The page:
14 September, 2013

Unaccustomed earth, Siberian husky and others

 I petted a Siberian husky the other day. Named Lizzie. Glacial blue eyes and a coat that reminded me of Jack London's White Fang. I told her owner as much, leaning in through a car window to scratch Lizzie and a labrador (Beth) behind the ears.

 She responds with their names and that yes, Lizzie is really pretty. I walk on, trudging off home from the Computer Science building. Then it struck me: knew her dogs' names but not her's. Haha. Typical.

 There is a campus pond which I frequent. Especially on the weekend afternoons. The path that leads away from it slopes up to an old chapel, a flagstoned square and the imposing Du Bois library. At that time, when I make sure to walk up it, the "sun shines down like honey." Sometimes a friend would come along, when we would talk of Calcutta, life, the universe and everything in between.

 I am gradually liking this country, this home so far away from home. And at every other step, a small part of me finds everything poignant, somehow remarkable, something to be noted with more than a passing casual howdy.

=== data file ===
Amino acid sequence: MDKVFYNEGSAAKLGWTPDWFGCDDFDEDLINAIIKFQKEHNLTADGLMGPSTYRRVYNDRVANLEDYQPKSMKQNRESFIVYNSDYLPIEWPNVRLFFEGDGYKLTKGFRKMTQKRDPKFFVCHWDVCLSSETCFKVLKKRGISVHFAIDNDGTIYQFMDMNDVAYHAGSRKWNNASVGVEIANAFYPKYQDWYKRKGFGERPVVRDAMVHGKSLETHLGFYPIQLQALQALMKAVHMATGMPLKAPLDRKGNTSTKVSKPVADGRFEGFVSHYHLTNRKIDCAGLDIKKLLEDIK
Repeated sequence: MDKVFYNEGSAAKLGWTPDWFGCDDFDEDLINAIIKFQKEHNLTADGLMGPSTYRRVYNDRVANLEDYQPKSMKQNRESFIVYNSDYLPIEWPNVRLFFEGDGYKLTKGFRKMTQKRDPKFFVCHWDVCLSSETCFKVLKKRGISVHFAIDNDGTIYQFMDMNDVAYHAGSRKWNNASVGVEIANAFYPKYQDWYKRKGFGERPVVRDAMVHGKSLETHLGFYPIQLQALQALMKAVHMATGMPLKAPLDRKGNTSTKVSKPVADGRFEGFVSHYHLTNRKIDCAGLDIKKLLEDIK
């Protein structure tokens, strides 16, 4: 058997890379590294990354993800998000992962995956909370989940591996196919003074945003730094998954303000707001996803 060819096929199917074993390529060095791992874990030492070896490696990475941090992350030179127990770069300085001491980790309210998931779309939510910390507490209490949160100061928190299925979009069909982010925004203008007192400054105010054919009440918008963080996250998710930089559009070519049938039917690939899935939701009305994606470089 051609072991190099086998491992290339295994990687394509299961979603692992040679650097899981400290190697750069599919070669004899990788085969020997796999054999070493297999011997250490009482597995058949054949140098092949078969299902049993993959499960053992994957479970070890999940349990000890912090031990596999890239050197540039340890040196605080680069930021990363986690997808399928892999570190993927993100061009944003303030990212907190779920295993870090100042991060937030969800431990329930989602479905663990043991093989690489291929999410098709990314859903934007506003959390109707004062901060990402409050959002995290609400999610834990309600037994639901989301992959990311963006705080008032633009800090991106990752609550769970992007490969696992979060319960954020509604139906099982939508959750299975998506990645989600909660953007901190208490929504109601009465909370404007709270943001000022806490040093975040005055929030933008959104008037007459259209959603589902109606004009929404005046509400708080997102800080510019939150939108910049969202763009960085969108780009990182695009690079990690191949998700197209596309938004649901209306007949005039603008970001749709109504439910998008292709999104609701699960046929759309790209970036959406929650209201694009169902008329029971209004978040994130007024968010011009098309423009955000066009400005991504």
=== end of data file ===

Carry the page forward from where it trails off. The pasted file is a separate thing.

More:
At times, on an overdose of nostalgia (generally due to others hailing from my state), I can be found reciting Tagore or Shokti into the eventide. At other times its Dylan Thomas sonorously disturbing the carpeted somnolence of my sometimes-empty apartment.

 This is where I wanted to be. This. Not the specific coordinates really, but in general. In the US of A. Getting a PhD that lends a stamp of legitimacy to the childhood habit of tinkering with technology. After close to half a decade of working towards it.

  The motives? Quite a motley bunch, I dare say. A remnant of a cavalier promise made to old, old friends in the heady days of high school - those days when the world really is your oyster (or so you think). Some part a desire maybe to seek, to strive and not to yield. 
   Later on, much later, the reasons that should have been - work, academia, the vast scope of research, the places where the frontiers of computer science are being constantly expanded. But doesn't that sound so trite, so grown-up, so ... so out-of-place? Here in this mausoleum of mad mumbles and muttered musings. So perhaps I came here simply because I could.

 Amherst has a Robert Frost trail and an Emily Dickinson House. The local bar has a poster of Brando as Vito Corleone (and a delectable barmaid - boots, cowboy hat, blonde tresses, the package!). Amherst Cinema was having a Scorcese festival. Yes, this is a place I could be. Once one can get over the sheer emptiness of it, after hailing from a city of teeming 5 millions.

 I take long rambling walks, wrapped up in either thoughts of research or of songs. Two others from Bengal and I do get together at times and talk. Then there are parties, at times, where I try curious mixes and forget for a while those that don't walk beside me as I head home. Mostly at a steady pace.

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